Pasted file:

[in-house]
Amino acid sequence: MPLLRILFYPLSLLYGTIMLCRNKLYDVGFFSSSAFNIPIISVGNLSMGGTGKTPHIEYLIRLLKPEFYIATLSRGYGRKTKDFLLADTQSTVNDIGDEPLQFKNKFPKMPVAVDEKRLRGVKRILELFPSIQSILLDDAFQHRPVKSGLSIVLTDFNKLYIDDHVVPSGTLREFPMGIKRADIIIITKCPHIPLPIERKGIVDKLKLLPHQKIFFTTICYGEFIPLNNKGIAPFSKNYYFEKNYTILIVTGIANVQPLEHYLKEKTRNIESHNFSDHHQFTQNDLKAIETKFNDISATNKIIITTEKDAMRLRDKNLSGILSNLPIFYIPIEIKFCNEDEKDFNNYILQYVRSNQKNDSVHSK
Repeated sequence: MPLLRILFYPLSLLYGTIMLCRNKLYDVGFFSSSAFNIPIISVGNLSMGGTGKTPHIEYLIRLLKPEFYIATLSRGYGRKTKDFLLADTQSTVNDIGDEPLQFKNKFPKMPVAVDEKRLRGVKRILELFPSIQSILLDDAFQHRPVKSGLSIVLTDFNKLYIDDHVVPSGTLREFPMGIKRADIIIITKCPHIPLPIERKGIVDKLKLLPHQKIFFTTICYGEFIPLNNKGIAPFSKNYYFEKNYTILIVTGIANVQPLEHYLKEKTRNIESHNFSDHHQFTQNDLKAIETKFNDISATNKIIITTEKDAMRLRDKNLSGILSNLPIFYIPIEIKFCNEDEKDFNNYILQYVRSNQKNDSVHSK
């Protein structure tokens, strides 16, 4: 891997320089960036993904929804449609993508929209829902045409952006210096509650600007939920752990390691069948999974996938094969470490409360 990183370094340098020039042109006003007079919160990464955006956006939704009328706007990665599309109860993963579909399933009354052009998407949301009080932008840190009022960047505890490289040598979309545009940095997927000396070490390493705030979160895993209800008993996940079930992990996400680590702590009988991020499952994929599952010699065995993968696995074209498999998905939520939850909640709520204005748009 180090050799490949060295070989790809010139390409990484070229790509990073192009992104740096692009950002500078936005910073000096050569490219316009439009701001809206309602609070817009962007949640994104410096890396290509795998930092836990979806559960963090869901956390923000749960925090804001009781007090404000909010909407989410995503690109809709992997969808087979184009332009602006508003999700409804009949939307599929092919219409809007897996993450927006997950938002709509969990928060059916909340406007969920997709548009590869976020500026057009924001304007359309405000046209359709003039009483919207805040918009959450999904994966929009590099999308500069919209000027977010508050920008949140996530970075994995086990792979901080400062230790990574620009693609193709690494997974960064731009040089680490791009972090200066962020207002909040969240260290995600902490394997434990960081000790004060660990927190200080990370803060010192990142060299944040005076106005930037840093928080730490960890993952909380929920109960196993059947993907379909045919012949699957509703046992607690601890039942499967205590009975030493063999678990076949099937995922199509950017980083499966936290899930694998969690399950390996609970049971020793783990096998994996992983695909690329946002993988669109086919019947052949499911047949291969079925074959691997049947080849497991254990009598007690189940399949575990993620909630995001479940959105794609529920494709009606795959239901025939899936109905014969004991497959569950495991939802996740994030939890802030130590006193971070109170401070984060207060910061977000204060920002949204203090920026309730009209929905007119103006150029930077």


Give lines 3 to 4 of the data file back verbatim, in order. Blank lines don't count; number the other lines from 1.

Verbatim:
Repeated sequence: MPLLRILFYPLSLLYGTIMLCRNKLYDVGFFSSSAFNIPIISVGNLSMGGTGKTPHIEYLIRLLKPEFYIATLSRGYGRKTKDFLLADTQSTVNDIGDEPLQFKNKFPKMPVAVDEKRLRGVKRILELFPSIQSILLDDAFQHRPVKSGLSIVLTDFNKLYIDDHVVPSGTLREFPMGIKRADIIIITKCPHIPLPIERKGIVDKLKLLPHQKIFFTTICYGEFIPLNNKGIAPFSKNYYFEKNYTILIVTGIANVQPLEHYLKEKTRNIESHNFSDHHQFTQNDLKAIETKFNDISATNKIIITTEKDAMRLRDKNLSGILSNLPIFYIPIEIKFCNEDEKDFNNYILQYVRSNQKNDSVHSK
């Protein structure tokens, strides 16, 4: 891997320089960036993904929804449609993508929209829902045409952006210096509650600007939920752990390691069948999974996938094969470490409360 990183370094340098020039042109006003007079919160990464955006956006939704009328706007990665599309109860993963579909399933009354052009998407949301009080932008840190009022960047505890490289040598979309545009940095997927000396070490390493705030979160895993209800008993996940079930992990996400680590702590009988991020499952994929599952010699065995993968696995074209498999998905939520939850909640709520204005748009 180090050799490949060295070989790809010139390409990484070229790509990073192009992104740096692009950002500078936005910073000096050569490219316009439009701001809206309602609070817009962007949640994104410096890396290509795998930092836990979806559960963090869901956390923000749960925090804001009781007090404000909010909407989410995503690109809709992997969808087979184009332009602006508003999700409804009949939307599929092919219409809007897996993450927006997950938002709509969990928060059916909340406007969920997709548009590869976020500026057009924001304007359309405000046209359709003039009483919207805040918009959450999904994966929009590099999308500069919209000027977010508050920008949140996530970075994995086990792979901080400062230790990574620009693609193709690494997974960064731009040089680490791009972090200066962020207002909040969240260290995600902490394997434990960081000790004060660990927190200080990370803060010192990142060299944040005076106005930037840093928080730490960890993952909380929920109960196993059947993907379909045919012949699957509703046992607690601890039942499967205590009975030493063999678990076949099937995922199509950017980083499966936290899930694998969690399950390996609970049971020793783990096998994996992983695909690329946002993988669109086919019947052949499911047949291969079925074959691997049947080849497991254990009598007690189940399949575990993620909630995001479940959105794609529920494709009606795959239901025939899936109905014969004991497959569950495991939802996740994030939890802030130590006193971070109170401070984060207060910061977000204060920002949204203090920026309730009209929905007119103006150029930077």